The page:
How parents can help keep their children safe

Computer safety ... top priority.
Computer safety ... top priority. 

Victoria's chief child psychiatrist has urged parents to remove computers from children's bedrooms, following the suicides of four Geelong teenagers, one of which had links to cyber bullying.

Sandra Radovini said parents must become more internet savvy to protect children from bullies in online chatrooms and social networking sites.

The call comes as suicide experts express fears the death rate is under-reported and the number of children taking their own lives could be rising.

Dr Radovini said the suicide of 14-year-old Chanelle Rae - who died 10 days ago after she received a nasty message online - had put the spotlight on cyber bullying. "You can have this happening in a young person's bedroom, they don't have to be in the schoolyard," Dr Radovini warned.

"So what kind of protective strategies in the home can we have? What can parents do? Maybe young people shouldn't have computers in their bedrooms, maybe it should be somewhere where it's a more public space in the home where parents can keep a bit of a casual eye. Maybe parents need to get a bit more computer savvy so that they understand that medium and have some awareness of chatrooms."

The victim can't tell on the kid because they don't know who's actually doing the bullying so they feel very out of control. One of the things that leads to depression is that sense of feeling out of control

Dr Radovini stressed that the students who had allegedly bullied the Geelong girl could also be at risk of mental health problems. "The kids involved will need significant supports. This will be shocking for them to think that these two events might be connected. They will be young people who will be identified as potentially vulnerable and who will need supports that will be put in place."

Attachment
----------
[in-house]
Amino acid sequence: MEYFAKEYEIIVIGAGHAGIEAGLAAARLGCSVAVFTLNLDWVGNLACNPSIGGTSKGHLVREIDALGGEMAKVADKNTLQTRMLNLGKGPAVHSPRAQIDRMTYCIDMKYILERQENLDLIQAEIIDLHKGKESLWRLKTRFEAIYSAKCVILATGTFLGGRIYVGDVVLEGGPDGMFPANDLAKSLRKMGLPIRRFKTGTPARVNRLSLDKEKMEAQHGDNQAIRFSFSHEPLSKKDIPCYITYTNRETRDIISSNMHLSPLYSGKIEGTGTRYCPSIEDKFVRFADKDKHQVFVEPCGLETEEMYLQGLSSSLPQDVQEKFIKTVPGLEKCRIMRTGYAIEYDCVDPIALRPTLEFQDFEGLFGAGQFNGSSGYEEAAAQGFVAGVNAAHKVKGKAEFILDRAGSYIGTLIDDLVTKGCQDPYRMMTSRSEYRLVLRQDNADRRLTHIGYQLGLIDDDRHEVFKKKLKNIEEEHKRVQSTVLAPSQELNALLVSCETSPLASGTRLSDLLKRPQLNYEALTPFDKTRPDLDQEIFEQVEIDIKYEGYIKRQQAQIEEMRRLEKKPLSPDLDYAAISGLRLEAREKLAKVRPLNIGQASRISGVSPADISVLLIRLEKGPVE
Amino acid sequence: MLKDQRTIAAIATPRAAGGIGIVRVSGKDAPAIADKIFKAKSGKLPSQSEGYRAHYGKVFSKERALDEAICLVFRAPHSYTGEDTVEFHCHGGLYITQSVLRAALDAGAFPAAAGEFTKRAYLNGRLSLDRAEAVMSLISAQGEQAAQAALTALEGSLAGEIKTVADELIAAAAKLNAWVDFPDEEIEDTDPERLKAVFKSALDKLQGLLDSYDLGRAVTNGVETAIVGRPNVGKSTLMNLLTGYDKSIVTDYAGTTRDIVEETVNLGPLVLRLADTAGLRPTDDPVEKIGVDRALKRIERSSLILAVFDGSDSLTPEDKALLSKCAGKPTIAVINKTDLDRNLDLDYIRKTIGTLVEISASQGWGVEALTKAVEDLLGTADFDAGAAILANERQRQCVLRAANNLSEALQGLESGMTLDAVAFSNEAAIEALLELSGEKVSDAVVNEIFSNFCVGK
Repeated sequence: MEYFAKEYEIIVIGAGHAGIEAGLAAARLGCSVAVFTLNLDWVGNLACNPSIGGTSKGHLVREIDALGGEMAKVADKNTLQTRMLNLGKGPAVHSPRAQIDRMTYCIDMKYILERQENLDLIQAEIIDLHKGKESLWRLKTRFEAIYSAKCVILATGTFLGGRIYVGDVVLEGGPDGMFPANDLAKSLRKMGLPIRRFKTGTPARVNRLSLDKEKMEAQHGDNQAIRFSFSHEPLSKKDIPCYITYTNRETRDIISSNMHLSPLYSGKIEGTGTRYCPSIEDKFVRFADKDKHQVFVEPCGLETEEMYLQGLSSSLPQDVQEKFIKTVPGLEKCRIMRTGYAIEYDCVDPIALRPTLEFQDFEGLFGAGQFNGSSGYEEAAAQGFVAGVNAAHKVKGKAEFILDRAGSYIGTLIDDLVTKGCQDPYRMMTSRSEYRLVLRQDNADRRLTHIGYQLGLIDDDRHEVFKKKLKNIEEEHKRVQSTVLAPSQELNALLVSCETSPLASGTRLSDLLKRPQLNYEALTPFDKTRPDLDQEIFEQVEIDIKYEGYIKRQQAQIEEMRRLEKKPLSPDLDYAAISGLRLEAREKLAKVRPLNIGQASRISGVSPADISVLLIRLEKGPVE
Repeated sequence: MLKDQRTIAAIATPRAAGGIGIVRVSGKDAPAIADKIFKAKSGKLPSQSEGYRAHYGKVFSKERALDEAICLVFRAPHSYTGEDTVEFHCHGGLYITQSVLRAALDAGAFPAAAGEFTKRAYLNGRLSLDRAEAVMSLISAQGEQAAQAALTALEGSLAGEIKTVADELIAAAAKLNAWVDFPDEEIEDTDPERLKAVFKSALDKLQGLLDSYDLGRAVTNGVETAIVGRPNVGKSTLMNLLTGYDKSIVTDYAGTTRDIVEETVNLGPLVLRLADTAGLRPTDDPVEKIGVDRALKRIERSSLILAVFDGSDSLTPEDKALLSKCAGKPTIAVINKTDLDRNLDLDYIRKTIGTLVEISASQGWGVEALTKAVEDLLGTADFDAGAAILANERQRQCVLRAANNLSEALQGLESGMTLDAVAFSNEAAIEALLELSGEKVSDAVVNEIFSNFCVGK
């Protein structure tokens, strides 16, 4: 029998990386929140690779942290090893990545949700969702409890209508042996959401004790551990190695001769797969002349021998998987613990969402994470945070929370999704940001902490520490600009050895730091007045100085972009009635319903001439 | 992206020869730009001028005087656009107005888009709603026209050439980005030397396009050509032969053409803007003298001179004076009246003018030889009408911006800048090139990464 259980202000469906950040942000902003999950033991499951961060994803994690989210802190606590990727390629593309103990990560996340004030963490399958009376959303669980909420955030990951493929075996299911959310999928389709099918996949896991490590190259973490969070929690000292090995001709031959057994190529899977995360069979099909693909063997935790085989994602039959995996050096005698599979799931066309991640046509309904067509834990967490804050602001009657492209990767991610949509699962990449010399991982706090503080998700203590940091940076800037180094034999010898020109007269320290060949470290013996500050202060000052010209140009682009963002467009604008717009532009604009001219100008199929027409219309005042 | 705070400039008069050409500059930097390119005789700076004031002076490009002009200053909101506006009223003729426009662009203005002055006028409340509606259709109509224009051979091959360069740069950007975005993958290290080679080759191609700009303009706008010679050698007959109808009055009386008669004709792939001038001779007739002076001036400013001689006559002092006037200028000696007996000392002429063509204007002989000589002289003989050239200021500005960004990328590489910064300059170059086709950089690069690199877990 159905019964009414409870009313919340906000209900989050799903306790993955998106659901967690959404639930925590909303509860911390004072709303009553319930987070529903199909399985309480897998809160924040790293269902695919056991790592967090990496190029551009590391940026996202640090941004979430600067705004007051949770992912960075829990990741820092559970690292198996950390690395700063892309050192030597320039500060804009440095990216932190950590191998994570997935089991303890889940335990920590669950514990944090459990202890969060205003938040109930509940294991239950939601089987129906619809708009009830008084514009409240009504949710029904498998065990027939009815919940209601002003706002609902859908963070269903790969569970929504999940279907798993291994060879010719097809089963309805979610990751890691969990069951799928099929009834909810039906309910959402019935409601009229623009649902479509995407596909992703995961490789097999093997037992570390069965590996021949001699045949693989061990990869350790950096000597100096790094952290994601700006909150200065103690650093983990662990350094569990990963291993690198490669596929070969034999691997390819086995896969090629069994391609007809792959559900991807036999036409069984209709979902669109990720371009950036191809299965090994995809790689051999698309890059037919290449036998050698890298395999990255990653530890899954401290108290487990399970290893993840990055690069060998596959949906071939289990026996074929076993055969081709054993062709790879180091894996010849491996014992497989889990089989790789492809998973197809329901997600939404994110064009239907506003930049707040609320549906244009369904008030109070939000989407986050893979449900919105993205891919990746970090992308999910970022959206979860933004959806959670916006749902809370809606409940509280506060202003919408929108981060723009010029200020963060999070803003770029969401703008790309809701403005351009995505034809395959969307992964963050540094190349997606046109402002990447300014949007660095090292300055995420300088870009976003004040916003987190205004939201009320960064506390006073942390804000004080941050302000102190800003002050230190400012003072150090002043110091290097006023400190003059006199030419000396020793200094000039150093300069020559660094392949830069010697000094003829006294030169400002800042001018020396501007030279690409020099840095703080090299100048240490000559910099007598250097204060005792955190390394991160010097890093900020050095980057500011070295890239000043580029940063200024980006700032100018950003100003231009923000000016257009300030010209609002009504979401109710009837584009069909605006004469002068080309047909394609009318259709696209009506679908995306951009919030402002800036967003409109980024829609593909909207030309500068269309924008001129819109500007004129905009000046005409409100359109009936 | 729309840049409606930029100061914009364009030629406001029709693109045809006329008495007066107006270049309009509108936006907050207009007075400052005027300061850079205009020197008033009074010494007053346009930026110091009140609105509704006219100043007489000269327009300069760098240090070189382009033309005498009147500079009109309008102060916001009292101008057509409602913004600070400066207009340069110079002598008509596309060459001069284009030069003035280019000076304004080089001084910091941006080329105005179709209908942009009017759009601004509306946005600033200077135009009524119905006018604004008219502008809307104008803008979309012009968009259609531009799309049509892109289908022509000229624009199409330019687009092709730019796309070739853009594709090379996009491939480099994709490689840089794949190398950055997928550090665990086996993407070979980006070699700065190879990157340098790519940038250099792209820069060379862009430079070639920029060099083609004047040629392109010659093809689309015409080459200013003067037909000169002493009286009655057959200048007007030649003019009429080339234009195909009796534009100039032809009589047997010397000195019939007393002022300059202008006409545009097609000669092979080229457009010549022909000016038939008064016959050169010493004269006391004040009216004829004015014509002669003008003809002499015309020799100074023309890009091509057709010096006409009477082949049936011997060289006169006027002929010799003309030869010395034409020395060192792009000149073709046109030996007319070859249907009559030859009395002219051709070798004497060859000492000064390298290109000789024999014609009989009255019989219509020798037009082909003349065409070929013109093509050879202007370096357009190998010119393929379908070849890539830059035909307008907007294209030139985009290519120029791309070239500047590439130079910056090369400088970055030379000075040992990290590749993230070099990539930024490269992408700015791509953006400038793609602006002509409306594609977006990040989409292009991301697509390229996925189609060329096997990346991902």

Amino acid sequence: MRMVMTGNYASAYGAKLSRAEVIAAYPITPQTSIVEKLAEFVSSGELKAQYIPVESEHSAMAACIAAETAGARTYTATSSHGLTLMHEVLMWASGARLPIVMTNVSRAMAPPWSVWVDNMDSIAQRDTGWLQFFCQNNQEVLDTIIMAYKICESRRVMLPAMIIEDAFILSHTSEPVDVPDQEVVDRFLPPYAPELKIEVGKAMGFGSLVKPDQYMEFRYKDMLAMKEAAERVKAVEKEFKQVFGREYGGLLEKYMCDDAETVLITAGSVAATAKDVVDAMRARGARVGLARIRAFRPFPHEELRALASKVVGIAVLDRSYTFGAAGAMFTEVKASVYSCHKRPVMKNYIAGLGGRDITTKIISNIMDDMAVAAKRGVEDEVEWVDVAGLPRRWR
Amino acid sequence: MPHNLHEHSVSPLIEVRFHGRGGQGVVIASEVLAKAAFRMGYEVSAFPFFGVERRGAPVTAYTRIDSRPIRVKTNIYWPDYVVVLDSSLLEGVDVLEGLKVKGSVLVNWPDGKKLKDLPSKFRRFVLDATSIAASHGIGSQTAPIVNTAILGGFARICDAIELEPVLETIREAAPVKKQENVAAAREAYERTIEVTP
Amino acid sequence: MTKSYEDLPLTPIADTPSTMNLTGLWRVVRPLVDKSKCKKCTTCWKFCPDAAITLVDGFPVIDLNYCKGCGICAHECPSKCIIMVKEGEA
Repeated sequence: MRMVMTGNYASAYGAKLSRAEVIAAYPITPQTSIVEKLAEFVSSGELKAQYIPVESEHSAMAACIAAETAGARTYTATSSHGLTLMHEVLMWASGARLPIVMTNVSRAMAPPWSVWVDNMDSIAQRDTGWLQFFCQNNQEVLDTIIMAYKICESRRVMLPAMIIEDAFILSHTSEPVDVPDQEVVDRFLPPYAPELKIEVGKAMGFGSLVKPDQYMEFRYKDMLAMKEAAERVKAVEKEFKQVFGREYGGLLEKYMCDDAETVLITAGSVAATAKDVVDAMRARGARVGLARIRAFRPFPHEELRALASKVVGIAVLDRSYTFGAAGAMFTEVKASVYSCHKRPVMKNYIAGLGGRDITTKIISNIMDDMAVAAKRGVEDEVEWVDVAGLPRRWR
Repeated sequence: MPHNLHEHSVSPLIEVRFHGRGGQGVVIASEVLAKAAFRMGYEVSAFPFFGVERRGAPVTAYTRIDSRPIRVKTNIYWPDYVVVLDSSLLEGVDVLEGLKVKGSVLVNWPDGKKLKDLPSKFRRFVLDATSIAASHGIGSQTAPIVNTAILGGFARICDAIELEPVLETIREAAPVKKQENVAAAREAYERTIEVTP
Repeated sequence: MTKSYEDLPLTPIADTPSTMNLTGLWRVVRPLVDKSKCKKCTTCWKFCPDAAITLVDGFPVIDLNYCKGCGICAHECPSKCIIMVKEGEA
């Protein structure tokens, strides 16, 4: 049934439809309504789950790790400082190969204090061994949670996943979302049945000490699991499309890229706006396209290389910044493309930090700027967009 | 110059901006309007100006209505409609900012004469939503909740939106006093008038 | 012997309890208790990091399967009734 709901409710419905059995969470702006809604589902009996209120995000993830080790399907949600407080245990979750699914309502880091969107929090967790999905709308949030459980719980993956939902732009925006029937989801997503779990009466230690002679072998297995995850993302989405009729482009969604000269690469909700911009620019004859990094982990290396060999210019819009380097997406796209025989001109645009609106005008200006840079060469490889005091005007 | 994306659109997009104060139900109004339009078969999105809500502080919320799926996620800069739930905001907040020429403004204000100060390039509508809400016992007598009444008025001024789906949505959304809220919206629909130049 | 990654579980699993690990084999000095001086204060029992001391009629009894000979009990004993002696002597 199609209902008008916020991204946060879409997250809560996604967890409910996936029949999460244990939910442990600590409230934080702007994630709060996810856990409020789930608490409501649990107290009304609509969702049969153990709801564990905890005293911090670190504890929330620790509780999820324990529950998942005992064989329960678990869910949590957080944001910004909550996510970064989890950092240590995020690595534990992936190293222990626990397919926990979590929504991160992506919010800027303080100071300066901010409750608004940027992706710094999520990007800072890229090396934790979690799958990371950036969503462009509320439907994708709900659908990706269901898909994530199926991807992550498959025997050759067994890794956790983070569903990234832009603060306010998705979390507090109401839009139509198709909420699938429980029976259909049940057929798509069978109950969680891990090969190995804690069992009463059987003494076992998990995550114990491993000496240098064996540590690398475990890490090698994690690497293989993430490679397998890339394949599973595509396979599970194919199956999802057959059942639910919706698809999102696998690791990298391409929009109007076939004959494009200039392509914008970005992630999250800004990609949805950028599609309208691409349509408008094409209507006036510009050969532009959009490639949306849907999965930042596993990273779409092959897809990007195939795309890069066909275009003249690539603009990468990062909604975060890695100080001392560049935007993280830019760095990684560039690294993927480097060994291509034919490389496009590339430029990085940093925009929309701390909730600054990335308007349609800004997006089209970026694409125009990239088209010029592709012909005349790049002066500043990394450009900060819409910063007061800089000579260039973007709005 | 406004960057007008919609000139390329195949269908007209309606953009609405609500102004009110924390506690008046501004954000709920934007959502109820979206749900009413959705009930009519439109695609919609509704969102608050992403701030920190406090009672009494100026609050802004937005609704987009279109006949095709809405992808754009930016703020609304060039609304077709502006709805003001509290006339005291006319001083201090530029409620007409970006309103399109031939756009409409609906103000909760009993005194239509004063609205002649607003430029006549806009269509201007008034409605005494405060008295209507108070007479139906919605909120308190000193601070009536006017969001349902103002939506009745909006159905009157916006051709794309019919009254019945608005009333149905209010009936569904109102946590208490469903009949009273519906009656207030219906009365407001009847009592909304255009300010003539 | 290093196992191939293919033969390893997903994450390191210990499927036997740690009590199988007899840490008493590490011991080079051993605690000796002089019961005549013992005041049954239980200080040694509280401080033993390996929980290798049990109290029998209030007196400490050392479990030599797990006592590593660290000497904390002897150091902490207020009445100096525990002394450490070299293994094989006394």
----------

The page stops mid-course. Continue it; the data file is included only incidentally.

Chanelle was the fourth student from Geelong's Western Heights College to suicide in six months.

Lifeline chief executive Dawn O'Neil said young people who experienced the suicide of a close friend or relative were four times more at risk of taking their own life. She added that while official figures showed Australian suicide rates had decreased in the past decade - to about 2000 deaths a year, of which about 100 are among 15 to 19-year-olds - the real toll could be up to 40 per cent higher as many suicides were recorded as accidents or death by undetermined cause.

And while coroners often do not record suicides for children under 13, Lifeline has experienced a rise in calls from families who have lost children in that age group.


"We know there are increasing numbers of very young people suiciding, particularly in indigenous communities, but also across the population. That's very distressing," Ms O'Neil said.

"We know about these deaths but they don't get formally reported . . . in recent years it does seem to be an increasing trend. At that age young people are so much more vulnerable, it's a time when they're questioning the meaning of their lives and often they can be quite overwhelmed even if they've got a perfectly happy and stable life."

Sophie Reid, a child psychologist from the Royal Children's Hospital, believes cyber bullying is more toxic than playground bullying because it is often anonymous, allowing children to be more cruel.

"The victim can't tell on the kid because they don't know who's actually doing the bullying so they feel very out of control. One of the things that leads to depression is that sense of feeling out of control," Dr Reid said.

"They (bullies) take photos of each other with mobile phones or videos that are ugly then they pop them on websites like Facebook. It's horrible. They can go to a revolting porn site and enter someone else's email address in there and that person receives spam from that website. Alternatively they might set up an email address with someone else's name in it with Gmail or Hotmail and then start sending revolting messages so it seems like they are the ones who are doing it."

Dr Michael Dudley, chair of Suicide Prevention Australia, urged parents to openly discuss the topic with their children.

"When a teenager makes a dramatic statement like, 'I want to die', I would encourage all parents to take that seriously... Most kids don't comprehend the finality of it. They tend to think that death's somehow reversible."
For help visit, call Suicide Helpline Victoria on 1300 651 251, Lifeline on 131 114 or Kids Help Line on 1800 55 1800.

Discuss this topic in the Essential Kids forums.